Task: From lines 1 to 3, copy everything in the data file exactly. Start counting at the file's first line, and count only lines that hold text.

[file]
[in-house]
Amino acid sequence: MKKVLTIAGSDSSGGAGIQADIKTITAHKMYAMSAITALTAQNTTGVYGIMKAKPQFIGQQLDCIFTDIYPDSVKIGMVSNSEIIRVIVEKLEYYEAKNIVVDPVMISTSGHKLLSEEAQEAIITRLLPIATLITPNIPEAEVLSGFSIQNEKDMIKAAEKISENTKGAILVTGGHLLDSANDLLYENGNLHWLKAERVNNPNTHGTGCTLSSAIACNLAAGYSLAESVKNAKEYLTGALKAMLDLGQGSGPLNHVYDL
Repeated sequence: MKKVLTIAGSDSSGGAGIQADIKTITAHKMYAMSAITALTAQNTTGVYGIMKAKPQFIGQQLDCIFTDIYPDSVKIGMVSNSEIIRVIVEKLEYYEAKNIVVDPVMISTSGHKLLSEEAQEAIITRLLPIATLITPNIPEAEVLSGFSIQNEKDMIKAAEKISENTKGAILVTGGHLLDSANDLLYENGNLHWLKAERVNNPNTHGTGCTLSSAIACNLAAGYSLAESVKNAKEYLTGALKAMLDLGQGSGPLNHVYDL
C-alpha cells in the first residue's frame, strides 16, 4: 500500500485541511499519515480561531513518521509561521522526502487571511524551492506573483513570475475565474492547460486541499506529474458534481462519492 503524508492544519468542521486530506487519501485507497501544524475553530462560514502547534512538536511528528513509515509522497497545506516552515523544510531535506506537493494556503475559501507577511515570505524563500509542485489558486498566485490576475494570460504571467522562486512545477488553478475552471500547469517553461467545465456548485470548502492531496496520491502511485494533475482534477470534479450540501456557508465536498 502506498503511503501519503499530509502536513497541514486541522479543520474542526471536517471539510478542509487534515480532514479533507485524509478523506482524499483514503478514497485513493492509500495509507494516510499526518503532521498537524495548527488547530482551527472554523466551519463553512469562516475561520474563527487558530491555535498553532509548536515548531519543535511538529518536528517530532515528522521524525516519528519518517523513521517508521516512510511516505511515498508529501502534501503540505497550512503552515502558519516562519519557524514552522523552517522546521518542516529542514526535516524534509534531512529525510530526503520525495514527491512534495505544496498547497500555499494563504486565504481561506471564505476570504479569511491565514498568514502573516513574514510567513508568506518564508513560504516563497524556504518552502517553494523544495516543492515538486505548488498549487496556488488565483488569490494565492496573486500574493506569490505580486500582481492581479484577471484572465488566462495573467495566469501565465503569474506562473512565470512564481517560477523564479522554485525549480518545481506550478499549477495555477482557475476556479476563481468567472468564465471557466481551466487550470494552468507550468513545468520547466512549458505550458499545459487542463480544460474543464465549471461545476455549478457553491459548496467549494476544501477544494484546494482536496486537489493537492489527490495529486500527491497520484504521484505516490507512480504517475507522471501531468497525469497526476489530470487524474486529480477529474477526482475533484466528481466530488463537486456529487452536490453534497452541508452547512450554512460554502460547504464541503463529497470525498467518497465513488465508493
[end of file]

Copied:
[in-house]
Amino acid sequence: MKKVLTIAGSDSSGGAGIQADIKTITAHKMYAMSAITALTAQNTTGVYGIMKAKPQFIGQQLDCIFTDIYPDSVKIGMVSNSEIIRVIVEKLEYYEAKNIVVDPVMISTSGHKLLSEEAQEAIITRLLPIATLITPNIPEAEVLSGFSIQNEKDMIKAAEKISENTKGAILVTGGHLLDSANDLLYENGNLHWLKAERVNNPNTHGTGCTLSSAIACNLAAGYSLAESVKNAKEYLTGALKAMLDLGQGSGPLNHVYDL
Repeated sequence: MKKVLTIAGSDSSGGAGIQADIKTITAHKMYAMSAITALTAQNTTGVYGIMKAKPQFIGQQLDCIFTDIYPDSVKIGMVSNSEIIRVIVEKLEYYEAKNIVVDPVMISTSGHKLLSEEAQEAIITRLLPIATLITPNIPEAEVLSGFSIQNEKDMIKAAEKISENTKGAILVTGGHLLDSANDLLYENGNLHWLKAERVNNPNTHGTGCTLSSAIACNLAAGYSLAESVKNAKEYLTGALKAMLDLGQGSGPLNHVYDL